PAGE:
Adjective "peculiar" definition and examples

Pronunciation

/pɪˈkjuːlɪə/

Definitions and examples

adjective

Different to what is normal or expected; strange.
  1. 'Stella thought the play peculiar'
  2. 'She was peculiar, different to the girls he had taken vague interest in before.'
  3. 'Treating it like a big thing suggests that there's something different or peculiar about it.'
  4. 'His stress level rose and his peculiar behaviour became increasingly bizarre.'
  5. 'He was different; he was peculiar in the most conceivably beautiful way.'
  6. 'He seemed weird but the strangest thing about this peculiar man was his clothing.'
  7. 'She noticed something different, something quite peculiar as they were dancing.'
  8. 'There was something peculiar about the stranger before them, but he couldn't figure it out.'
  9. 'Sometimes the images appear to be strangely illuminated or may be seen from a peculiar angle.'
  10. 'He would regale us of tales about the rich and famous, their peculiar ways and their strange vices.'
  11. 'The young woman thought this style of dress very peculiar and abnormal.'
  12. 'Feeling a little peculiar from the encounter, Carly shuddered and led the way back inside, Chelsea and Ivy bringing up the rear.'
Particular; special.
  1. 'They are dependent upon the peculiar circumstances of the particular case, what should or should not have been the outcome of a discretionary judgment.'
  2. 'Your Honour has seen the particular peculiar financial circumstances that they are in and there is no suggestion that that financial position is not as set out.'
  3. 'This indicates one aspect of the peculiar difficulty of police research.'
  4. 'Now, I'm not sure if all people do this, or whether it's something peculiar to my family.'
  5. 'The culture of binge drinking is peculiar to Britain and the law is partly to blame.'
  6. 'The issue of street vending is not only peculiar to Zambia alone but to many other countries.'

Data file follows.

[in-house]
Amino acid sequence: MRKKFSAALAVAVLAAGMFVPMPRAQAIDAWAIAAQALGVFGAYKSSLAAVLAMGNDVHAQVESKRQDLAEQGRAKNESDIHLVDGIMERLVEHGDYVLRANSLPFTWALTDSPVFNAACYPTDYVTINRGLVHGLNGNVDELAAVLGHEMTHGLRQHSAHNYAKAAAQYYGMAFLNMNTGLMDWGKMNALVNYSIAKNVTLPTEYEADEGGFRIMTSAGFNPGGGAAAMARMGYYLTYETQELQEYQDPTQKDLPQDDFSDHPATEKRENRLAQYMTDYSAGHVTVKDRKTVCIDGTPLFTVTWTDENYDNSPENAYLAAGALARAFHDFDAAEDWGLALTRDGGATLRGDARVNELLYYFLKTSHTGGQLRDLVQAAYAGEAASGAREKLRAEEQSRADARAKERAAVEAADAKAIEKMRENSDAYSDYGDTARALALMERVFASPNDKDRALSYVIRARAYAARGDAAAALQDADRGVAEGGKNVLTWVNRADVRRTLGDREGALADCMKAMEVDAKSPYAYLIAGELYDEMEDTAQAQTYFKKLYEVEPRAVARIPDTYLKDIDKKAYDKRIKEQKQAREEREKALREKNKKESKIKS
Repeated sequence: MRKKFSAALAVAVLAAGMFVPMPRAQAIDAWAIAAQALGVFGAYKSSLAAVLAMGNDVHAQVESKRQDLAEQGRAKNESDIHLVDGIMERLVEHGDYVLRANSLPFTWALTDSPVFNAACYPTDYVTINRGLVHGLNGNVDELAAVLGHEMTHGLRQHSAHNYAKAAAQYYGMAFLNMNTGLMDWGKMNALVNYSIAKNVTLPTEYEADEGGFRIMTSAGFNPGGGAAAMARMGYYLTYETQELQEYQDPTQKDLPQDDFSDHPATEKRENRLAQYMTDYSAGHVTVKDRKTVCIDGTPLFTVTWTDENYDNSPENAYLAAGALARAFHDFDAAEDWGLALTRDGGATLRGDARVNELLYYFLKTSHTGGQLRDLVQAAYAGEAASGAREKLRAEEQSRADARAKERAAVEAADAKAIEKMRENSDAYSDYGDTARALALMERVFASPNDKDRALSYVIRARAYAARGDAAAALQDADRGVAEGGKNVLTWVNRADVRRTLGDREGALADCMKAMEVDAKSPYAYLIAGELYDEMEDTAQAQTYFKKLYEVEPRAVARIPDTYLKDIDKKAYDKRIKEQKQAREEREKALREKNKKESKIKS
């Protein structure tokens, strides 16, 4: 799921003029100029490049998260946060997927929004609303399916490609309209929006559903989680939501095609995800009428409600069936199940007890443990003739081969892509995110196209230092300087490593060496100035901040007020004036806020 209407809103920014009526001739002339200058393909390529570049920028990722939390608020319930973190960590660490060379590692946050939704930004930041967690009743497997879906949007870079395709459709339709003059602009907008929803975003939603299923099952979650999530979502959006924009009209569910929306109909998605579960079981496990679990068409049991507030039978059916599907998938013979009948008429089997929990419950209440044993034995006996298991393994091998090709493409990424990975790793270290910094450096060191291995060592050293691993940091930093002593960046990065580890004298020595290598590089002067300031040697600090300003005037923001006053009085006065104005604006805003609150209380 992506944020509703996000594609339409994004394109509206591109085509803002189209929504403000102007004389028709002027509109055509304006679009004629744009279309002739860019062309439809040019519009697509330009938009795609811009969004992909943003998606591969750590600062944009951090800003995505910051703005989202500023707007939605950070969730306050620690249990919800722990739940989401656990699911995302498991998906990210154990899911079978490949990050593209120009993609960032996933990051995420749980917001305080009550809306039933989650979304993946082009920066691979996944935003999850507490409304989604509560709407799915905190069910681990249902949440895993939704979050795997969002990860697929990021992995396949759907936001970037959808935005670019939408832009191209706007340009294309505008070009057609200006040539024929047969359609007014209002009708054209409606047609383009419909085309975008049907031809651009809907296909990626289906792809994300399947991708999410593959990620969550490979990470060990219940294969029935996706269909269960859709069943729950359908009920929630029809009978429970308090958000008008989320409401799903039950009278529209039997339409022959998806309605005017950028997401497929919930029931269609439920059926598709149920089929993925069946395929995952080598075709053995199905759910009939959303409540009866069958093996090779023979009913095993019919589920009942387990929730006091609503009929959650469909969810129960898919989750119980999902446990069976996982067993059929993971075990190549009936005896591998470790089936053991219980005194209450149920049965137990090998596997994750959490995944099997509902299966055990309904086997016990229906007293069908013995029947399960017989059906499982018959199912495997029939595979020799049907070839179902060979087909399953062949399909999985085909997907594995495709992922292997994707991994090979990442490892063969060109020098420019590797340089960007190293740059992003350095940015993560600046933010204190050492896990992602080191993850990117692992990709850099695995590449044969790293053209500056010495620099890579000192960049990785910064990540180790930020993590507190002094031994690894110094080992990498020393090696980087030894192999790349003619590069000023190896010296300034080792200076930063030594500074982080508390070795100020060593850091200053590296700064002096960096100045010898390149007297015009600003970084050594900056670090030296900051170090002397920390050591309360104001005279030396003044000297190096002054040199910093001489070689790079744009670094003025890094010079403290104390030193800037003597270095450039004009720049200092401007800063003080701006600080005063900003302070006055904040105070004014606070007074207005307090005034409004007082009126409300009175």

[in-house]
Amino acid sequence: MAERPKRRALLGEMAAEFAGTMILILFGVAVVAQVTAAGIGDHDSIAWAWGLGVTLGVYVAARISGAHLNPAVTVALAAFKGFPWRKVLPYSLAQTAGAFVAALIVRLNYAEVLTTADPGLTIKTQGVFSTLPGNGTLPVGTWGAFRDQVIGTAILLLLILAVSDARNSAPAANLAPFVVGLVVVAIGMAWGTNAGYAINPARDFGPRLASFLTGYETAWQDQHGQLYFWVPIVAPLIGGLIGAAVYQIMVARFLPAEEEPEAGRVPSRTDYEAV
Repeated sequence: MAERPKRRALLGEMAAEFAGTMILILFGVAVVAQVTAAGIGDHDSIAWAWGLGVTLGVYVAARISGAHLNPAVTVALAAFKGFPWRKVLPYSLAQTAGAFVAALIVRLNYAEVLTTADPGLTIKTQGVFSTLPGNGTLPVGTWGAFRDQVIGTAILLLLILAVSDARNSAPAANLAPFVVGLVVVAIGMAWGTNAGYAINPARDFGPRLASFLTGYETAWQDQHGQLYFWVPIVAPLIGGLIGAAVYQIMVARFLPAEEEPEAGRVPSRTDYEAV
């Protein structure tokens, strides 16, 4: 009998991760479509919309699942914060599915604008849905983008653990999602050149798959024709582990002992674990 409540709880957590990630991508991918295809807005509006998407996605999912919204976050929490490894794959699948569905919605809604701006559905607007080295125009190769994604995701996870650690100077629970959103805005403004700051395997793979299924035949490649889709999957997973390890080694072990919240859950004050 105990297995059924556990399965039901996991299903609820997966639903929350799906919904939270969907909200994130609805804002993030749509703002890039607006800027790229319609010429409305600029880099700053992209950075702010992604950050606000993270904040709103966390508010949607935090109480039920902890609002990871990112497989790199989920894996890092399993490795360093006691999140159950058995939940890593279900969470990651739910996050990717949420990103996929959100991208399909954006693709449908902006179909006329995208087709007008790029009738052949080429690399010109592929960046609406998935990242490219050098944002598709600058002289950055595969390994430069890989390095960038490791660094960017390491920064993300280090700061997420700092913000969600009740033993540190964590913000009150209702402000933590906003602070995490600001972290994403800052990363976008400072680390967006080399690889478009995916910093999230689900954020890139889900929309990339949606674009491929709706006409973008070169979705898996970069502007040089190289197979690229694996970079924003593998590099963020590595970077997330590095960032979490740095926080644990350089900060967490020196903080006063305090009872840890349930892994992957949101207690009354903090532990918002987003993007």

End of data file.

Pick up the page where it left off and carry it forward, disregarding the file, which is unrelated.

7. 'Everywhere you go you have an increase in crime so it is not peculiar to St Lucia.'
  8. 'But you look at the schedules and you can see it is a real problem for everyone - this is not peculiar to Scotland.'

noun

A parish or church exempt from the jurisdiction of the diocese in which it lies, and subject to the direct jurisdiction of the monarch or an archbishop.
  1. 'The abbey is a so-called royal peculiar, one of a handful of churches under the Queen's direct control.'

Definitions

1. strange; queer; odd: peculiar happenings.

2. uncommon; unusual: the peculiar hobby of stuffing and mounting bats.

3. distinctive in nature or character from others.

4. belonging characteristically (usually followed by to): an expression peculiar to Canadians.

5. belonging exclusively to some person, group, or thing: the peculiar properties of a drug.

6. Astronomy. designating a star or galaxy with special properties that deviates from others of its spectral type or

More examples(as adjective)

"grimes can be peculiar in things."

"ways can be peculiar to groups."

"types can be peculiar to novels."

"ticses can be peculiar to individuals."

"tactics can be peculiar to countries."

More examples++

Origin

Late Middle English (in the sense ‘particular’): from Latin peculiaris ‘of private property’, from peculium ‘property’, from pecu ‘cattle’ (cattle being private property). The sense ‘strange’ dates from the early 17th century.